The sudden passing of Joan Rivers during a routine outpatient procedure is tragic. While the events leading to her death have not been fully revealed, the information leaked or released is enough to draw some conclusions and learn from this terrible outcome. Formally reviewing cases in this manner typically takes place during morbidity and mortality (M&M) conferences, a tradition in the modern practice of medicine. The goal of these conferences is to learn from and change behaviors which led to complications or errors rather than to assign blame. Certainly we do not want to be critical of our colleagues who have the tremendous responsibility of caring for their patients daily, particularly since many facts are not known.
Within our specialty, the American Society of Anesthesiology (ASA) maintains a Closed Claims Database that collects information about adverse outcomes that may reveal systemic patterns of problems that, in isolation, would otherwise be difficult to discern.
What has been reported?
Ms. Rivers complained of acid reflux and worsening hoarseness. She visited Yorkville Endoscopy for an outpatient upper endoscopy, a procedure that uses a tube with a camera, to examine the upper portion of the gastrointestinal tract with her gastroenterologist, Dr. Lawrence Cohen. He invited Dr. Gwen Korovin, a private otolaryngologist to perform a laryngoscopy, a procedure using a similar instrument to visualize the vocal cords. Ms. Rivers developed a hypoxic cardiac arrest during the course of her treatment and then died the following week. It was later learned that Dr. Korovin did not have Ms. Rivers’ consent or privileges to work at the clinic.
What most likely happened?
The most likely cause of hypoxia, where the body is deprived of oxygen, is laryngospasm of the vocal cords. The vocal cords are exquisitely sensitive and easily irritated to prevent foreign matter from entering the lungs. In this case, saliva or touching the vocal cords with a scope can precipitate the closure of the vocal cords, or laryngospasm, and prevent air from entering the lungs and supplying the brain, heart, and other organs with oxygen.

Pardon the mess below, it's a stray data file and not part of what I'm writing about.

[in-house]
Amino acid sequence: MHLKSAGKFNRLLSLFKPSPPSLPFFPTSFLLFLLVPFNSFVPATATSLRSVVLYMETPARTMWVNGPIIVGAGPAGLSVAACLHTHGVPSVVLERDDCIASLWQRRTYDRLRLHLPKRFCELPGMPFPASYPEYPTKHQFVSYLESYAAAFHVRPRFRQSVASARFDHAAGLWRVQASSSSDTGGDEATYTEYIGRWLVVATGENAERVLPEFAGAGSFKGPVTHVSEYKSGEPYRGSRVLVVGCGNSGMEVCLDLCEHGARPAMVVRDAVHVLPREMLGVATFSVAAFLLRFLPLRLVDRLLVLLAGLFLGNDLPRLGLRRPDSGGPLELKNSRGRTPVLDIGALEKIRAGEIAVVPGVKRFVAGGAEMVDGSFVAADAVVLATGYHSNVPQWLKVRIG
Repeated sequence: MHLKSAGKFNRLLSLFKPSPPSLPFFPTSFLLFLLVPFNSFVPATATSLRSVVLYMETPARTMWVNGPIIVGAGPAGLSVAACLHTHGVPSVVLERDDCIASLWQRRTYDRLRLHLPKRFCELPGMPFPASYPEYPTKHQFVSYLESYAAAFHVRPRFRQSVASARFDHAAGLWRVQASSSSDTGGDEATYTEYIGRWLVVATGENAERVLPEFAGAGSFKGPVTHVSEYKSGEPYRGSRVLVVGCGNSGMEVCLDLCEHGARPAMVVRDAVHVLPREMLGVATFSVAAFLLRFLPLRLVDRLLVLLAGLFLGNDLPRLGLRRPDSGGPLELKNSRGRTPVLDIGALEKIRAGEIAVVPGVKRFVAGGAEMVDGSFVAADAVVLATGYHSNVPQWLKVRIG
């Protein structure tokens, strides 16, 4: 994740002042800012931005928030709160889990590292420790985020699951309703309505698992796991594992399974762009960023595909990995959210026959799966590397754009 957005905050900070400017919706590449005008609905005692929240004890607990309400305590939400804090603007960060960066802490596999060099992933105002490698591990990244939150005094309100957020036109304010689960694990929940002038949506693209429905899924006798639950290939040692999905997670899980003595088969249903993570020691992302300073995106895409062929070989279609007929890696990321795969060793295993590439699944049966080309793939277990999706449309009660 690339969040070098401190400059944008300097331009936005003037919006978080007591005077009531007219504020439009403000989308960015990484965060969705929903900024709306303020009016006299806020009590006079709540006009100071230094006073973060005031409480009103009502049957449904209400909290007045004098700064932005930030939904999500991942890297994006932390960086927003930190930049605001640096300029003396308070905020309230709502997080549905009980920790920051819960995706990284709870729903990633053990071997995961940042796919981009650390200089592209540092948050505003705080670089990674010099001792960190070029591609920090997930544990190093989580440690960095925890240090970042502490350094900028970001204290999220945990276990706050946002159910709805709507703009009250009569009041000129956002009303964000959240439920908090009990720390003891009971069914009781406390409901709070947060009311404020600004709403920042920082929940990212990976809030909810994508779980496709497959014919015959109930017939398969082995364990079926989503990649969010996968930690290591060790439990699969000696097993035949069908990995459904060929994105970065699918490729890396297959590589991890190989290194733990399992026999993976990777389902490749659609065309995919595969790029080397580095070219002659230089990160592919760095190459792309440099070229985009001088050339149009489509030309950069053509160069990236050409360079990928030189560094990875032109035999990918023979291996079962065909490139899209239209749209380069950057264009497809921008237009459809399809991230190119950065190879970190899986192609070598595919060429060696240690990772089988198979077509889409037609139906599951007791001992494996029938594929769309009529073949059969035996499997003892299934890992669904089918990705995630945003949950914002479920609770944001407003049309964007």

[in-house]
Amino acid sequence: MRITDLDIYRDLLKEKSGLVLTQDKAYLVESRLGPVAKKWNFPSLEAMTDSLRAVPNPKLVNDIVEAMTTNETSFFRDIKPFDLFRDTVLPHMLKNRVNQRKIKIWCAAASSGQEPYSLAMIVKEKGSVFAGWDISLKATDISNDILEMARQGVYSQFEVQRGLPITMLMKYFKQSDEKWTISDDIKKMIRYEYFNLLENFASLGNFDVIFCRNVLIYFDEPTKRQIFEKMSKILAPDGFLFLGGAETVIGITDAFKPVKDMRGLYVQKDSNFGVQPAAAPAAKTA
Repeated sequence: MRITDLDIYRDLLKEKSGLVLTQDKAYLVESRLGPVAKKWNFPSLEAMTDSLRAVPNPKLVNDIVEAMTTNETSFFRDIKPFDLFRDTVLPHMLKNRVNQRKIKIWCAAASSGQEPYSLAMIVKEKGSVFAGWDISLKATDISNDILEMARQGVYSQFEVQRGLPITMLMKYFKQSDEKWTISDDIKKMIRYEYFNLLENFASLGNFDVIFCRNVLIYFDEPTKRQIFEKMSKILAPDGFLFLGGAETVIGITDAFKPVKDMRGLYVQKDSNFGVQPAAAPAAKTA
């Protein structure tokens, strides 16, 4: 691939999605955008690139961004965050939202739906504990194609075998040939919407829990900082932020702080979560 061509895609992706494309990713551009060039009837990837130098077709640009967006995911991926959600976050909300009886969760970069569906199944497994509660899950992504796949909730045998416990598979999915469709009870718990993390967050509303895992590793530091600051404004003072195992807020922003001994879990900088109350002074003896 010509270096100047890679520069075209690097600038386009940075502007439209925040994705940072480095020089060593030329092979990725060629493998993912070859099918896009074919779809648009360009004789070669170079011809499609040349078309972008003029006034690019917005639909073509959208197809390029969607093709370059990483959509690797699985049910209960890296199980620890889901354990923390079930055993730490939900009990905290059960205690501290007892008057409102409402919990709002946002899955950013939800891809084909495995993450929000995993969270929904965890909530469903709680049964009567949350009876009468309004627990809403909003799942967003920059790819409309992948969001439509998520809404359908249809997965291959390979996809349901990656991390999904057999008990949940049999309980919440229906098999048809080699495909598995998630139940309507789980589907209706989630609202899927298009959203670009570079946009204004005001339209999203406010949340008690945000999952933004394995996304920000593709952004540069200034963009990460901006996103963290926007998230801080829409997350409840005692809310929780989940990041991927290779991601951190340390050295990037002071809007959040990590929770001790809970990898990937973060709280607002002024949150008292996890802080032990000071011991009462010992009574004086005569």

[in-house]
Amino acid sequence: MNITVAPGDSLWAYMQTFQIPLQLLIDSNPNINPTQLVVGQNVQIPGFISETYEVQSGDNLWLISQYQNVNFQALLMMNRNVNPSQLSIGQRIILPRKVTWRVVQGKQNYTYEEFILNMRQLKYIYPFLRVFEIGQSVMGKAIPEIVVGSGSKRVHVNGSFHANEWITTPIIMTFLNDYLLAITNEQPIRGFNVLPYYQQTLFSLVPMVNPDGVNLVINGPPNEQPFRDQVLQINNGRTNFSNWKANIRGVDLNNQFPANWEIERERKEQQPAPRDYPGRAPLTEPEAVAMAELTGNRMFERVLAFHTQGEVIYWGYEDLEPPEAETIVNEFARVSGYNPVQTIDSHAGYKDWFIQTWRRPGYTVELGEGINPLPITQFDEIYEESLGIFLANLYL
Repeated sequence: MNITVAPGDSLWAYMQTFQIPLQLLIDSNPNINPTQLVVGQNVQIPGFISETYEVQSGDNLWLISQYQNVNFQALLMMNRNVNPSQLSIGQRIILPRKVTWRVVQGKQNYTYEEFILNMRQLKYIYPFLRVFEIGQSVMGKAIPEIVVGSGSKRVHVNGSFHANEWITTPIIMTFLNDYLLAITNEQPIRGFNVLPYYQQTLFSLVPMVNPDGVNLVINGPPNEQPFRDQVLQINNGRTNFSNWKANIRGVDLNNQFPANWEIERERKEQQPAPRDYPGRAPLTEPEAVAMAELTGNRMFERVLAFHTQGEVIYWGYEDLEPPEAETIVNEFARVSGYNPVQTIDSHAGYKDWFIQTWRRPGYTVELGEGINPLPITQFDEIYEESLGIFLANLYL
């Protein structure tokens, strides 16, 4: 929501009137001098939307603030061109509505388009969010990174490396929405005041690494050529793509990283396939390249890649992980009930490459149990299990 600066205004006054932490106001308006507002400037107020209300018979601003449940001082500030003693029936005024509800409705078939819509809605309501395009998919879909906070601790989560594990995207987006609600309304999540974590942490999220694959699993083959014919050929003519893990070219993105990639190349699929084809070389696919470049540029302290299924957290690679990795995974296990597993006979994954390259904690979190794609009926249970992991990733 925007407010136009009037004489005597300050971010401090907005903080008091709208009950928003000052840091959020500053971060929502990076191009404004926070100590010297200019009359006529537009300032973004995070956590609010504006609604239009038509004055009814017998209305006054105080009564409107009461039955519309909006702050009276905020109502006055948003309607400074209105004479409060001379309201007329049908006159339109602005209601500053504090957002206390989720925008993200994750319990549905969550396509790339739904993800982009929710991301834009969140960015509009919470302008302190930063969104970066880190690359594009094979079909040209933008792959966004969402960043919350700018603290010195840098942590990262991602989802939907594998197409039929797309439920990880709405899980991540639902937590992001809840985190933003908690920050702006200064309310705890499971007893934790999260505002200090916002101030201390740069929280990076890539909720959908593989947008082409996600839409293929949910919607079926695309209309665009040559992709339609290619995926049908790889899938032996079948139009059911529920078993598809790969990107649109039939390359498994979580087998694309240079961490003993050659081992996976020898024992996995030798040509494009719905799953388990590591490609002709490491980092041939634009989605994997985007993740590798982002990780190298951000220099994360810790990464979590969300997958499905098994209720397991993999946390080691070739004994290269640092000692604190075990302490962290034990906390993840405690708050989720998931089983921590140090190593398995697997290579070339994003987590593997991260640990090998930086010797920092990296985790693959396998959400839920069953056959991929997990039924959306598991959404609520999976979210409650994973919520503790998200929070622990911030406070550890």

Another cause is respiratory depression from administering increasing amounts of anesthetics, such as propofol—to keep a patient sedated or deeply asleep—opoids, and benzodiazepines.
What could have prevented this complication?
The treatment of the problem depends on the cause:
• Positive pressure ventilation with a manual resuscitation bag and face-mask or succinylcholine, a medication that can cause relaxation of the vocal cords, can restore a patent airway in the case of laryngospasm. Alternatively, the trachea can be intubated ahead of time to prevent laryngospasm during the procedure, but laryngospasm can also occur when the tube is removed at the end of the procedure.
• For respiratory depression, the patient could be supplemented with oxygen and airway devices or an antidote can be given for some of the medications to reverse their effects.
What does it mean that Dr. Korovin was not authorized to work in the clinic, even though she was invited to be present?
In order to work in a health care facility, the physician must have their medical credentials reviewed and be granted privileges to work at a center. The idea is to verify that an individual has the proper education, training, and experience. Additionally, the individual’s malpractice history should be reviewed to assess the ability of the health care practitioner to provide acceptable care.
What does it mean that Dr. Korovin did not have consent to perform the procedure?
Competent adult patients must give their physicians permission to perform a procedure on them through a formal process known as informed consent. In it, the physician is supposed to explain the risks, benefits, and alternatives of a procedure. While it is almost impossible to exhaustively discuss every possible risk, the discussion should include the most common and most serious complications such as heart attack, stroke, or death. The patient then must agree to the procedure. In the absence of it, the physician commits battery on the patient if a procedure is performed without proper consent. Patients of sound mind—that is to say they do not suffer from psychiatric disorders or effects of medications that impair judgment—have the right to refuse a procedure, even if it may be life-saving.